The incident made international headlines, putting a sharp focus on the quality of some of the drugs being marketed and sold in India and the status of the public health care delivery system.
A quick check on where we are on the investigation into this and sadly there is still not much clarity. For, as it appears, the progress in this matter is still being reviewed by the enforcement authorities. Part of the problem has an administrative dimension.
For instance, P.V. Narsinga Rao, the state drug controller in Chhattisgarh, is not in a position to help much. "I have taken charge only 20 days back and will need to look into the details of the case to be able to comment," he says.
But then, though it is a subject that a state regulator would have to first look into, given the significance of this case and the coverage it received in the print, television and digital channels, ramifications of what happens here go far beyond one region or state.
So, the obvious question is what is the take of the Drug Controller of India on this? G.N. Singh, the Drug Controller General of India (DCGI) says, "Our understanding is that some of the drugs used in this case were not of standard quality. As a result, as per the provisions under the Drugs and Cosmetics Act, we immediately directed the state to stop the production, marketing of the drugs and to begin investigations...where the medicine was manufactured, it was closed and its production and marketing suspended...I don't think they are still operational and will not be operational till the things are rectified and remedial actions taken. That was the action that was immediately taken and even certain drug recall orders were also issued."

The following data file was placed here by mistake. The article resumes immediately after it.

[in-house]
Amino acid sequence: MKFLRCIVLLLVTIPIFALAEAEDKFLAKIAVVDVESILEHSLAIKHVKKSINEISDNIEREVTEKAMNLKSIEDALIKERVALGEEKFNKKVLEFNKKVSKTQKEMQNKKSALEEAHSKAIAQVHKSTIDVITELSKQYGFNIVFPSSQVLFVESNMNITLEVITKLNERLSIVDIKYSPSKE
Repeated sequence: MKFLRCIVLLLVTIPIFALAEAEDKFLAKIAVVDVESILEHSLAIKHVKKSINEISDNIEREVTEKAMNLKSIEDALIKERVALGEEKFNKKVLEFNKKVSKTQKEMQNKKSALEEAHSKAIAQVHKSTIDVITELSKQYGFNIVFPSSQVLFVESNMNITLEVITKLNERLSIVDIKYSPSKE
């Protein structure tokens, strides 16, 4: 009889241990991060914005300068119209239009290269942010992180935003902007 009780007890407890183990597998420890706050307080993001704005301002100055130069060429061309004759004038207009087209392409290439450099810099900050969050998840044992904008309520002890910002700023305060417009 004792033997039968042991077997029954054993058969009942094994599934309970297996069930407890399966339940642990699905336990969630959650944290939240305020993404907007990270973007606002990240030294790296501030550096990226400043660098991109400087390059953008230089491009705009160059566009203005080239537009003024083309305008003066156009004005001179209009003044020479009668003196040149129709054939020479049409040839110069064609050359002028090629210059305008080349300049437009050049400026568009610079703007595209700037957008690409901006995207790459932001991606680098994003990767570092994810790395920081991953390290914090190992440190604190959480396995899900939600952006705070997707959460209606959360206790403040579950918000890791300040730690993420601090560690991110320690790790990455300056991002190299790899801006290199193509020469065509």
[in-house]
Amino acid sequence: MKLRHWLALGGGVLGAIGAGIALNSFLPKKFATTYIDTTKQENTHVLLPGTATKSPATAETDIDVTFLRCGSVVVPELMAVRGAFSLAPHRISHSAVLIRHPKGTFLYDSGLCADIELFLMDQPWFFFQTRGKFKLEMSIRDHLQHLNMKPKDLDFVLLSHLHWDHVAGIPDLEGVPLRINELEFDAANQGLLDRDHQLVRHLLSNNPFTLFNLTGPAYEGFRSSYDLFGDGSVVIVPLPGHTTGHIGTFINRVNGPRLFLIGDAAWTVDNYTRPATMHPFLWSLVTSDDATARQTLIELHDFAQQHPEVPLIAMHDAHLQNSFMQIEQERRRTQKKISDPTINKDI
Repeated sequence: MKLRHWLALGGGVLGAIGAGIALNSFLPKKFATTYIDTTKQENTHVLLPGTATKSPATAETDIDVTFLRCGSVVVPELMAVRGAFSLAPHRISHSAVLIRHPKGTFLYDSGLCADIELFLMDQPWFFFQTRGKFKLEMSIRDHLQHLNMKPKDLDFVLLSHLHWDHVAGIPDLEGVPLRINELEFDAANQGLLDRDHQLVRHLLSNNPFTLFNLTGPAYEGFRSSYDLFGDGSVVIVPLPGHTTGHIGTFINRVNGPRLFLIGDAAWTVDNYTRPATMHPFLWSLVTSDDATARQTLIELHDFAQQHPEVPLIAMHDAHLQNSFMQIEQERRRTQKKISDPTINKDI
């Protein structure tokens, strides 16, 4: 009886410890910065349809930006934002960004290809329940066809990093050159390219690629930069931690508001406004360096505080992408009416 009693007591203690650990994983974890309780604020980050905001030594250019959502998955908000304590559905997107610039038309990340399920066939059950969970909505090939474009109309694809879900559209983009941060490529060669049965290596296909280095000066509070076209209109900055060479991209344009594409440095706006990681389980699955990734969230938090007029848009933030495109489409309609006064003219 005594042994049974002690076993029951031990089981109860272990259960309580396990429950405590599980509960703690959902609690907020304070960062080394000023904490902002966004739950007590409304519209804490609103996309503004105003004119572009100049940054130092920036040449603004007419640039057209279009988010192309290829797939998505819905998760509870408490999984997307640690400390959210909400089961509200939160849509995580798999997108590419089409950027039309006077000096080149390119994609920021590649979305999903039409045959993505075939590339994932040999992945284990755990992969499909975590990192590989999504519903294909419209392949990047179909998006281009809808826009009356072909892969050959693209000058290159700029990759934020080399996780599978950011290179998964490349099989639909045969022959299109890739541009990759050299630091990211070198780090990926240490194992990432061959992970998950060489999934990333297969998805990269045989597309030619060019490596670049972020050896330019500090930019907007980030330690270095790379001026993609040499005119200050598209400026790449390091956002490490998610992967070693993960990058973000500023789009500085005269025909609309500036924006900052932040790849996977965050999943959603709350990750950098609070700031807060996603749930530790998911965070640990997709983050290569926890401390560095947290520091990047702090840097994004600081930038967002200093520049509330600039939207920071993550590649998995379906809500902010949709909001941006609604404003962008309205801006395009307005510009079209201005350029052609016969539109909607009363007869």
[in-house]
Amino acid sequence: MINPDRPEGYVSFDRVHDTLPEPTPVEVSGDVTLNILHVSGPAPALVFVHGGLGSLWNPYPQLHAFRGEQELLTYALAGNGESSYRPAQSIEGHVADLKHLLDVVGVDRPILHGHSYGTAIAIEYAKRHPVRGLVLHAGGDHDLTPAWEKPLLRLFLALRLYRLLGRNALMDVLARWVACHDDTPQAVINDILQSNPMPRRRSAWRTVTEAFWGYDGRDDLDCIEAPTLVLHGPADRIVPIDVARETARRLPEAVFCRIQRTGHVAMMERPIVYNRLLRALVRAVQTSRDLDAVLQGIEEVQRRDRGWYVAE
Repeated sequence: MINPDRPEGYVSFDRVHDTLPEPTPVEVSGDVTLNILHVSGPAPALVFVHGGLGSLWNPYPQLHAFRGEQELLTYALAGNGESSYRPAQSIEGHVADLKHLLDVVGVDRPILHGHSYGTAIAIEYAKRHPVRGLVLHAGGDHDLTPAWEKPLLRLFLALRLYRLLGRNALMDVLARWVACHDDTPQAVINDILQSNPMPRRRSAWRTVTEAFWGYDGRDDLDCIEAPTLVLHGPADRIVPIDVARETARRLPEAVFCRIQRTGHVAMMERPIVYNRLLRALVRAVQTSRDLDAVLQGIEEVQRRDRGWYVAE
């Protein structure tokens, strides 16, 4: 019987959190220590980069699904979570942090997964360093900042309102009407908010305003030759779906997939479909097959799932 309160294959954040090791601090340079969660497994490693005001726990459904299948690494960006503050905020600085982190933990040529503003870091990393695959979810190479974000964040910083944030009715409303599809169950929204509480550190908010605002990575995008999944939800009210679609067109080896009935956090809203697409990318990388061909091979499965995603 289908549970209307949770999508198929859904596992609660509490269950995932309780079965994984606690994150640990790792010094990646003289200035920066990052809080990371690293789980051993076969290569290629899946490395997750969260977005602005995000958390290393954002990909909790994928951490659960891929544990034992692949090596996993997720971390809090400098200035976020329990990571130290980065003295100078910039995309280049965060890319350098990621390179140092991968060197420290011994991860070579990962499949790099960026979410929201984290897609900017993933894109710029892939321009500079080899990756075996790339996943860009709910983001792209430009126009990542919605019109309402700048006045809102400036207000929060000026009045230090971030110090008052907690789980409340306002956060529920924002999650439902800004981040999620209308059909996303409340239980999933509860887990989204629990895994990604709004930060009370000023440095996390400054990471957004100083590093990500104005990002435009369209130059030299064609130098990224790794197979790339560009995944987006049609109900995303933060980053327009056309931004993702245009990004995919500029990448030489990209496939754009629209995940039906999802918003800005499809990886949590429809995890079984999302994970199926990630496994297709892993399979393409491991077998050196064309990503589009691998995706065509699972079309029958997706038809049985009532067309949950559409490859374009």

This brings us back to what is the current status and to this, the DCGI says: "I am planning to send a team around the first week of December to look into the compliance issues and also look at the follow up actions taken so far by the state enforcing agency."
He intends to soon issue orders that a compliance report on the subject be submitted to the office of the DCGI by its own team of inspectors after their visit to the region, looking at the preventive and corrective actions being taken by the state regulatory authority.
The idea, he says, is to ensure that such incidents do not get repeated either in Chhattisgarh or anywhere else in the country.
Sure. Good thoughts. But then, all said, at the moment, we are still not clear on where we stand as far as correctives taken, fixing accountability and taking action against those involved in wrong doing.
Call it the inefficiency of our enforcement mechanism or a sad reflection of our public health care delivery system that one year after an incident, we are still reviewing the progress made, if at all, in the case.